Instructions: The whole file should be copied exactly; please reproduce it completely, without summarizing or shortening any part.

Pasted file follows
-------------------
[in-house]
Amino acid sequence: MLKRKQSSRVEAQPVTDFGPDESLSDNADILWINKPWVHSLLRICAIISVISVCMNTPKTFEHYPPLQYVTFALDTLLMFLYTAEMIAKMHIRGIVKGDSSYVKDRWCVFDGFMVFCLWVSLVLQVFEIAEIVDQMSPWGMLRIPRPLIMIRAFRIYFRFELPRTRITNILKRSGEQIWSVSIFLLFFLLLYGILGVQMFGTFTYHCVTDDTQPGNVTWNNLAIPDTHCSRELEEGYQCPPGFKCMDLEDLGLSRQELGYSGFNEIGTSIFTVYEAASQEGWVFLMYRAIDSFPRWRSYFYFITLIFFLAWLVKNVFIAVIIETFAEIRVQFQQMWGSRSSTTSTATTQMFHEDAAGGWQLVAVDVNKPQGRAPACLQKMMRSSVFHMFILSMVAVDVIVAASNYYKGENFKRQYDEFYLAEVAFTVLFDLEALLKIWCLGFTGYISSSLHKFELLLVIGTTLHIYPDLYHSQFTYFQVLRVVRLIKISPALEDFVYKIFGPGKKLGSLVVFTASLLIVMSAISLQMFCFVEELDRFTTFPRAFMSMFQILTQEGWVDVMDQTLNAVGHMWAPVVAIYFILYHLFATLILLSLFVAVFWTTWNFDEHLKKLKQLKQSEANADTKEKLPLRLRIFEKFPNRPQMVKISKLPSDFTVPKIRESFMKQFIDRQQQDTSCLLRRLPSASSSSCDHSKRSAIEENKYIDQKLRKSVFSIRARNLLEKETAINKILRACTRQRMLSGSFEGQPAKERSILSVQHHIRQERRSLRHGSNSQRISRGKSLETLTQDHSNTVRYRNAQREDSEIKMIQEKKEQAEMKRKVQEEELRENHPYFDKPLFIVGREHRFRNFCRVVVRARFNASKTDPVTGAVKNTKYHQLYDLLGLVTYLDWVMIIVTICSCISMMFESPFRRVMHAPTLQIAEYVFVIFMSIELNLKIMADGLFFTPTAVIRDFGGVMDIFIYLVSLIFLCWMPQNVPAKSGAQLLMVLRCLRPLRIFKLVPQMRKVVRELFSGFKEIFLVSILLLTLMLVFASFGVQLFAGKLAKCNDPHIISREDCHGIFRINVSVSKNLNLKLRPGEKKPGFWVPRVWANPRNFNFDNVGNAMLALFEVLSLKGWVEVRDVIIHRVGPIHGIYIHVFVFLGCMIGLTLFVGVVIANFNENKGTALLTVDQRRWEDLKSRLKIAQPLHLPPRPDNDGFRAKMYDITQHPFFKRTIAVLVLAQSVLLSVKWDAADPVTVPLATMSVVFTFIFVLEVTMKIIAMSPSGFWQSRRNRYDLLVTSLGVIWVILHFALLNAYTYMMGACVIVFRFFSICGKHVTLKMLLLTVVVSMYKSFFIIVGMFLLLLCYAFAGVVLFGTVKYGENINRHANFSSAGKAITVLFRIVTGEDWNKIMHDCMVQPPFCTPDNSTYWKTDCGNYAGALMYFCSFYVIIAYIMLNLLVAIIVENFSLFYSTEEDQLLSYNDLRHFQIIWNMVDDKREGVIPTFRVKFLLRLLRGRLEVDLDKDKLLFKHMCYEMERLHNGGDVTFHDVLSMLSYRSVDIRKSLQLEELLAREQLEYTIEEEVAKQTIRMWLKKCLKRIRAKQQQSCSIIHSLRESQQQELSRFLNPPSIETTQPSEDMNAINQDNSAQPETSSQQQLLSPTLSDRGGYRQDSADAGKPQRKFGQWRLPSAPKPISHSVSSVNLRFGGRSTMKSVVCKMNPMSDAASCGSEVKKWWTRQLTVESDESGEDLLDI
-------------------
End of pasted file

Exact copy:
[in-house]
Amino acid sequence: MLKRKQSSRVEAQPVTDFGPDESLSDNADILWINKPWVHSLLRICAIISVISVCMNTPKTFEHYPPLQYVTFALDTLLMFLYTAEMIAKMHIRGIVKGDSSYVKDRWCVFDGFMVFCLWVSLVLQVFEIAEIVDQMSPWGMLRIPRPLIMIRAFRIYFRFELPRTRITNILKRSGEQIWSVSIFLLFFLLLYGILGVQMFGTFTYHCVTDDTQPGNVTWNNLAIPDTHCSRELEEGYQCPPGFKCMDLEDLGLSRQELGYSGFNEIGTSIFTVYEAASQEGWVFLMYRAIDSFPRWRSYFYFITLIFFLAWLVKNVFIAVIIETFAEIRVQFQQMWGSRSSTTSTATTQMFHEDAAGGWQLVAVDVNKPQGRAPACLQKMMRSSVFHMFILSMVAVDVIVAASNYYKGENFKRQYDEFYLAEVAFTVLFDLEALLKIWCLGFTGYISSSLHKFELLLVIGTTLHIYPDLYHSQFTYFQVLRVVRLIKISPALEDFVYKIFGPGKKLGSLVVFTASLLIVMSAISLQMFCFVEELDRFTTFPRAFMSMFQILTQEGWVDVMDQTLNAVGHMWAPVVAIYFILYHLFATLILLSLFVAVFWTTWNFDEHLKKLKQLKQSEANADTKEKLPLRLRIFEKFPNRPQMVKISKLPSDFTVPKIRESFMKQFIDRQQQDTSCLLRRLPSASSSSCDHSKRSAIEENKYIDQKLRKSVFSIRARNLLEKETAINKILRACTRQRMLSGSFEGQPAKERSILSVQHHIRQERRSLRHGSNSQRISRGKSLETLTQDHSNTVRYRNAQREDSEIKMIQEKKEQAEMKRKVQEEELRENHPYFDKPLFIVGREHRFRNFCRVVVRARFNASKTDPVTGAVKNTKYHQLYDLLGLVTYLDWVMIIVTICSCISMMFESPFRRVMHAPTLQIAEYVFVIFMSIELNLKIMADGLFFTPTAVIRDFGGVMDIFIYLVSLIFLCWMPQNVPAKSGAQLLMVLRCLRPLRIFKLVPQMRKVVRELFSGFKEIFLVSILLLTLMLVFASFGVQLFAGKLAKCNDPHIISREDCHGIFRINVSVSKNLNLKLRPGEKKPGFWVPRVWANPRNFNFDNVGNAMLALFEVLSLKGWVEVRDVIIHRVGPIHGIYIHVFVFLGCMIGLTLFVGVVIANFNENKGTALLTVDQRRWEDLKSRLKIAQPLHLPPRPDNDGFRAKMYDITQHPFFKRTIAVLVLAQSVLLSVKWDAADPVTVPLATMSVVFTFIFVLEVTMKIIAMSPSGFWQSRRNRYDLLVTSLGVIWVILHFALLNAYTYMMGACVIVFRFFSICGKHVTLKMLLLTVVVSMYKSFFIIVGMFLLLLCYAFAGVVLFGTVKYGENINRHANFSSAGKAITVLFRIVTGEDWNKIMHDCMVQPPFCTPDNSTYWKTDCGNYAGALMYFCSFYVIIAYIMLNLLVAIIVENFSLFYSTEEDQLLSYNDLRHFQIIWNMVDDKREGVIPTFRVKFLLRLLRGRLEVDLDKDKLLFKHMCYEMERLHNGGDVTFHDVLSMLSYRSVDIRKSLQLEELLAREQLEYTIEEEVAKQTIRMWLKKCLKRIRAKQQQSCSIIHSLRESQQQELSRFLNPPSIETTQPSEDMNAINQDNSAQPETSSQQQLLSPTLSDRGGYRQDSADAGKPQRKFGQWRLPSAPKPISHSVSSVNLRFGGRSTMKSVVCKMNPMSDAASCGSEVKKWWTRQLTVESDESGEDLLDI